More tenants are defaulting on their rental payments, but landlords are not permitted to cut their water or electricity supplies – nor are they allowed to change the locks or intimidate them in other ways.

If they do, it will count against them if the case goes to court.

While it can be a lengthy process to evict tenants who fail to pay their rent, there are procedures in place to make sure that both tenants’ and landlords’ rights are protected.

Adrian Goslett, regional director and chief executive of RE/MAX of Southern Africa, warns that it is crucial to abide by the contractual agreements and, if not, to then proceed with the required legal procedures stipulated in this regard.

“It is only when people deviate from this that issues start to occur.”

Tenants are protected by two pieces of legislation – the Prevention of Illegal Eviction from Unlawful Occupation of Land Act, No. 19 of 1998 (PIE Act), and the Rental Housing Act of 1999 (RHAct). The first, he explains, sets out the process for evicting tenants and the second makes it a criminal offence for a landlord to simply cut the supply of electricity or water, change the locks, confiscate tenants’ belongings, or stop a tenant from having access to the property.

“It is vital to always play by the rules. While you might think you can get a non-paying tenant out quicker if you change the locks or defer to other intimidation tactics, the truth is that this will most likely only provide the tenant with ammunition to use against you in the court proceedings. This will only drag things out further and cause more unnecessary complications and delays.”

However, while the odd late payment due to a bank or financial system-related problem may be forgivable, a landlord cannot be so lenient if their tenant gets into the habit of paying their rent late. When the monthly payment date forms part of the rental agreement – which must also comply with the Consumer Protection Act – and a tenant doesn’t pay on time, they are technically in breach of contract.

“Legally, this means that a landlord should send the tenant a formal letter explaining that they have 20 business days to make the payment, and if they don’t pay their rent in that time, their lease will be cancelled.”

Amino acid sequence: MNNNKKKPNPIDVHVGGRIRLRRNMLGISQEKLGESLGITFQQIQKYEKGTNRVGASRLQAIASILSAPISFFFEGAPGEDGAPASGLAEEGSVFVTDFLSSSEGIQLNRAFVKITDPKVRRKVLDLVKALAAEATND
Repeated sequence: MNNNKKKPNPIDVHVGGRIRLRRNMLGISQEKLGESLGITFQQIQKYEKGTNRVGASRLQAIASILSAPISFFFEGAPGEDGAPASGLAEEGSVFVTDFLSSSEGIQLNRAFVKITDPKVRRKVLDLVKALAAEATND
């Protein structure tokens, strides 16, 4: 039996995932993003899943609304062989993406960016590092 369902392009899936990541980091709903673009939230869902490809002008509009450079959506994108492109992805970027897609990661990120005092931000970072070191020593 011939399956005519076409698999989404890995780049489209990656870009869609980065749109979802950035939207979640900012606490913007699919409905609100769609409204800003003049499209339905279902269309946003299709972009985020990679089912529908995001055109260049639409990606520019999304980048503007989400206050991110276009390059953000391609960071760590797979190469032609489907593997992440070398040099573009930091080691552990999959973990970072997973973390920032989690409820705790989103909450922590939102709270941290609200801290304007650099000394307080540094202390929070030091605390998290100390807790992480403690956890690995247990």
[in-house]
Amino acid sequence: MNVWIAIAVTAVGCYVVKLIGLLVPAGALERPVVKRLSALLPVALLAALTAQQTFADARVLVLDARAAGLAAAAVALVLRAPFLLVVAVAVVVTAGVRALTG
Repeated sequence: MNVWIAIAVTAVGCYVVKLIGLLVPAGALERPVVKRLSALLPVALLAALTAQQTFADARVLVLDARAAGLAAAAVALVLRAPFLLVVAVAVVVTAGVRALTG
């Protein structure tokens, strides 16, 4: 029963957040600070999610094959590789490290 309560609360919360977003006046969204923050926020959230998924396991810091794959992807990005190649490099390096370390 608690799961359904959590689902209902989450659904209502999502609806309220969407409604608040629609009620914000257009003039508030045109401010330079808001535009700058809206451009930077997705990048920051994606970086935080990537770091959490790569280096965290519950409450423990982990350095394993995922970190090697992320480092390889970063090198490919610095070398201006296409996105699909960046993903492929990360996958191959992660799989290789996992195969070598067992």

If the tenant fails to pay what is due by the stipulated time-frame, Goslett says the landlord can legally terminate the lease and ask them to leave. If the tenant refuses, the landlord can then take out a court order to evict the tenant for breach of contract.

“This process can take up to six months, during which your tenant can stay in your property and will probably still not pay rent. Once the eviction is granted, the tenant is usually given at least another 14 days to find new accommodation before the eviction order is executed.”

Because the eviction process can be so lengthy, he suggests taking steps as soon as possible to prevent too great a loss of income.

“The longer you take to act on a late or missed payment, the longer it will be before you can legally evict a tenant who continues to miss payments.”

TPN’s Residential Monitor Report for the first three months of 2023 shows that the tenants in good standing have declined slightly for three consecutive quarters as economic challenges continue to filter into households. TPN’s Squat Index, defined as the number of tenants who on a monthly basis fall into a category of non-payment, has also seen an increase in the last two quarters.

Waldo Marcus, industry principal at TPN Credit Bureau, says tenants classified as squatting pose a severe risk to the ability of landlords to collect and recover rental due. Landlords, therefore, need to act proactively and utilise the various legal tools available to them to collect the outstanding rental.

He also advises landlords to carefully consider any rent increases as consumers are under extreme and ever-increasing pressure.

“Landlords need to take advantage of the current market strength but bear in mind that there is an upward trend in the number of tenants classified as squatting. They, therefore, need to ensure that adequate tenant risk monitoring is implemented to mitigate the risk of an increase in defaulting tenants.”